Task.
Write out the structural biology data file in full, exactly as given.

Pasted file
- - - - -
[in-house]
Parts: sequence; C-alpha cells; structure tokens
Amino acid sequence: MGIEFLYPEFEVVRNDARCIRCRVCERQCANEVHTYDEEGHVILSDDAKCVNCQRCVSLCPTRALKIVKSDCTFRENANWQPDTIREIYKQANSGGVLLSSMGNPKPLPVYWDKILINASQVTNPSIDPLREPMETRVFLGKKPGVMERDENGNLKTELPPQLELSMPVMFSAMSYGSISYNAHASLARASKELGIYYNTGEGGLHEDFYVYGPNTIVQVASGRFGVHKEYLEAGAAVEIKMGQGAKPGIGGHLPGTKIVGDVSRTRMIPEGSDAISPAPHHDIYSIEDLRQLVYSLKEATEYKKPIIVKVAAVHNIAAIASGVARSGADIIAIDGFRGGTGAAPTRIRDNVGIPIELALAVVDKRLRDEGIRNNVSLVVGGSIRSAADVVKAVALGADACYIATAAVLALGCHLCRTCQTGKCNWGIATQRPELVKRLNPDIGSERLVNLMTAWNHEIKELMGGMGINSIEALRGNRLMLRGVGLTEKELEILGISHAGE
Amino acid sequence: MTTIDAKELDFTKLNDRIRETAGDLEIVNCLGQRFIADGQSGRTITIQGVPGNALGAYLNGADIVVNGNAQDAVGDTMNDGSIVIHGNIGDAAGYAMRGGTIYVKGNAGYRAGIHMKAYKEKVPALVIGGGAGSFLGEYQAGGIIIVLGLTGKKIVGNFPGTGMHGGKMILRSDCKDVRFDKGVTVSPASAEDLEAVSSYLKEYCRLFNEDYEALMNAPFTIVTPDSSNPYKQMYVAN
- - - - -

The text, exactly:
[in-house]
Parts: sequence; C-alpha cells; structure tokens
Amino acid sequence: MGIEFLYPEFEVVRNDARCIRCRVCERQCANEVHTYDEEGHVILSDDAKCVNCQRCVSLCPTRALKIVKSDCTFRENANWQPDTIREIYKQANSGGVLLSSMGNPKPLPVYWDKILINASQVTNPSIDPLREPMETRVFLGKKPGVMERDENGNLKTELPPQLELSMPVMFSAMSYGSISYNAHASLARASKELGIYYNTGEGGLHEDFYVYGPNTIVQVASGRFGVHKEYLEAGAAVEIKMGQGAKPGIGGHLPGTKIVGDVSRTRMIPEGSDAISPAPHHDIYSIEDLRQLVYSLKEATEYKKPIIVKVAAVHNIAAIASGVARSGADIIAIDGFRGGTGAAPTRIRDNVGIPIELALAVVDKRLRDEGIRNNVSLVVGGSIRSAADVVKAVALGADACYIATAAVLALGCHLCRTCQTGKCNWGIATQRPELVKRLNPDIGSERLVNLMTAWNHEIKELMGGMGINSIEALRGNRLMLRGVGLTEKELEILGISHAGE
Amino acid sequence: MTTIDAKELDFTKLNDRIRETAGDLEIVNCLGQRFIADGQSGRTITIQGVPGNALGAYLNGADIVVNGNAQDAVGDTMNDGSIVIHGNIGDAAGYAMRGGTIYVKGNAGYRAGIHMKAYKEKVPALVIGGGAGSFLGEYQAGGIIIVLGLTGKKIVGNFPGTGMHGGKMILRSDCKDVRFDKGVTVSPASAEDLEAVSSYLKEYCRLFNEDYEALMNAPFTIVTPDSSNPYKQMYVAN